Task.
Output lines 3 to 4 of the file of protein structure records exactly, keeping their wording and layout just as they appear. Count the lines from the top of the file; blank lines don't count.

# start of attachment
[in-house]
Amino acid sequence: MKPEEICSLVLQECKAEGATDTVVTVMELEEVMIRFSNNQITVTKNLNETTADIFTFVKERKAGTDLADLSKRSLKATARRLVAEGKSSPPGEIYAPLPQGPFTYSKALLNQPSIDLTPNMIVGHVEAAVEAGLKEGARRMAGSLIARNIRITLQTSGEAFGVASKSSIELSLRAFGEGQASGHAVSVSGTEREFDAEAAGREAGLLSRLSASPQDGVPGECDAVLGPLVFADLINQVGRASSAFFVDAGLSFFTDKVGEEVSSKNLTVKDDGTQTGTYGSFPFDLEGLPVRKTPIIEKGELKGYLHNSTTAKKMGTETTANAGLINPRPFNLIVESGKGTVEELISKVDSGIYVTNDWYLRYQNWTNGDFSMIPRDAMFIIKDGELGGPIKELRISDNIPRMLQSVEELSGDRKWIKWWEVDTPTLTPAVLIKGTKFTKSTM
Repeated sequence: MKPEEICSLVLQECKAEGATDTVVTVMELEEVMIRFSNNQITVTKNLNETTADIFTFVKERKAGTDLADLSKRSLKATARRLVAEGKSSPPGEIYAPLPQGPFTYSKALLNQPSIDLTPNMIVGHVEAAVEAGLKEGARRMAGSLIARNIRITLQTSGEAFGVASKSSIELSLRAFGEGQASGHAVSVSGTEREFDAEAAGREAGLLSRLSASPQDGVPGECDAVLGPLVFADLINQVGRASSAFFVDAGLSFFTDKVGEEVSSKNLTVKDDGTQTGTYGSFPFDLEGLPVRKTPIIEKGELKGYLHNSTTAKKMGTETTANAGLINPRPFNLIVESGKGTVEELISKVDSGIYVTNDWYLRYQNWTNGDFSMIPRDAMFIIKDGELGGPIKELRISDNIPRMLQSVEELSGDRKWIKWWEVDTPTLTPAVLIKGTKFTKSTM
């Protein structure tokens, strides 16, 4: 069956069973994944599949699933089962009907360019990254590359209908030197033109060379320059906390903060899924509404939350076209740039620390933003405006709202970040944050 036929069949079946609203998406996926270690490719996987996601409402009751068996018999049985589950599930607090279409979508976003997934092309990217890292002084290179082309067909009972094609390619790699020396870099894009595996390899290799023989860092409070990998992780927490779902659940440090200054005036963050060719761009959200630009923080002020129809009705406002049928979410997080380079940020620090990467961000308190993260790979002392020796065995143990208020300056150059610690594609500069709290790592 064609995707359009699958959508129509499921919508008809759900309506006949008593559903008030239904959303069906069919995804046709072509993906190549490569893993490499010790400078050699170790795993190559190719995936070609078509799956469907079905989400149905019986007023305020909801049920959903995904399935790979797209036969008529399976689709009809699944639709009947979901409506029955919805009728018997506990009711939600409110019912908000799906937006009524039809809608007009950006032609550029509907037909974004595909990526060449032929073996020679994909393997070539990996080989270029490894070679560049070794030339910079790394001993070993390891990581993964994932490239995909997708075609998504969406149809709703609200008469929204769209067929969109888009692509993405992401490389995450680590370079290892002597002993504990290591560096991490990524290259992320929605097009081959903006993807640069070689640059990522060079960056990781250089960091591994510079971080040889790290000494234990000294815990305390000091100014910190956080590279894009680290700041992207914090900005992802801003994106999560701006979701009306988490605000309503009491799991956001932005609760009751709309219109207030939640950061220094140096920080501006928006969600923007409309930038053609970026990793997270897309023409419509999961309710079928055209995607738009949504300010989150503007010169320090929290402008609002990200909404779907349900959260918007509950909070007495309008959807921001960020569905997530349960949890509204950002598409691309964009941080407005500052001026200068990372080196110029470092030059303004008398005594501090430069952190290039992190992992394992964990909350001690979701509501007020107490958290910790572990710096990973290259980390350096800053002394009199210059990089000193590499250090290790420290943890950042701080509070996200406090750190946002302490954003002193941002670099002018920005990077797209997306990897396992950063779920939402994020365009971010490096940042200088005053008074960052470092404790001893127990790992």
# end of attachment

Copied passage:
Repeated sequence: MKPEEICSLVLQECKAEGATDTVVTVMELEEVMIRFSNNQITVTKNLNETTADIFTFVKERKAGTDLADLSKRSLKATARRLVAEGKSSPPGEIYAPLPQGPFTYSKALLNQPSIDLTPNMIVGHVEAAVEAGLKEGARRMAGSLIARNIRITLQTSGEAFGVASKSSIELSLRAFGEGQASGHAVSVSGTEREFDAEAAGREAGLLSRLSASPQDGVPGECDAVLGPLVFADLINQVGRASSAFFVDAGLSFFTDKVGEEVSSKNLTVKDDGTQTGTYGSFPFDLEGLPVRKTPIIEKGELKGYLHNSTTAKKMGTETTANAGLINPRPFNLIVESGKGTVEELISKVDSGIYVTNDWYLRYQNWTNGDFSMIPRDAMFIIKDGELGGPIKELRISDNIPRMLQSVEELSGDRKWIKWWEVDTPTLTPAVLIKGTKFTKSTM
């Protein structure tokens, strides 16, 4: 069956069973994944599949699933089962009907360019990254590359209908030197033109060379320059906390903060899924509404939350076209740039620390933003405006709202970040944050 036929069949079946609203998406996926270690490719996987996601409402009751068996018999049985589950599930607090279409979508976003997934092309990217890292002084290179082309067909009972094609390619790699020396870099894009595996390899290799023989860092409070990998992780927490779902659940440090200054005036963050060719761009959200630009923080002020129809009705406002049928979410997080380079940020620090990467961000308190993260790979002392020796065995143990208020300056150059610690594609500069709290790592 064609995707359009699958959508129509499921919508008809759900309506006949008593559903008030239904959303069906069919995804046709072509993906190549490569893993490499010790400078050699170790795993190559190719995936070609078509799956469907079905989400149905019986007023305020909801049920959903995904399935790979797209036969008529399976689709009809699944639709009947979901409506029955919805009728018997506990009711939600409110019912908000799906937006009524039809809608007009950006032609550029509907037909974004595909990526060449032929073996020679994909393997070539990996080989270029490894070679560049070794030339910079790394001993070993390891990581993964994932490239995909997708075609998504969406149809709703609200008469929204769209067929969109888009692509993405992401490389995450680590370079290892002597002993504990290591560096991490990524290259992320929605097009081959903006993807640069070689640059990522060079960056990781250089960091591994510079971080040889790290000494234990000294815990305390000091100014910190956080590279894009680290700041992207914090900005992802801003994106999560701006979701009306988490605000309503009491799991956001932005609760009751709309219109207030939640950061220094140096920080501006928006969600923007409309930038053609970026990793997270897309023409419509999961309710079928055209995607738009949504300010989150503007010169320090929290402008609002990200909404779907349900959260918007509950909070007495309008959807921001960020569905997530349960949890509204950002598409691309964009941080407005500052001026200068990372080196110029470092030059303004008398005594501090430069952190290039992190992992394992964990909350001690979701509501007020107490958290910790572990710096990973290259980390350096800053002394009199210059990089000193590499250090290790420290943890950042701080509070996200406090750190946002302490954003002193941002670099002018920005990077797209997306990897396992950063779920939402994020365009971010490096940042200088005053008074960052470092404790001893127990790992």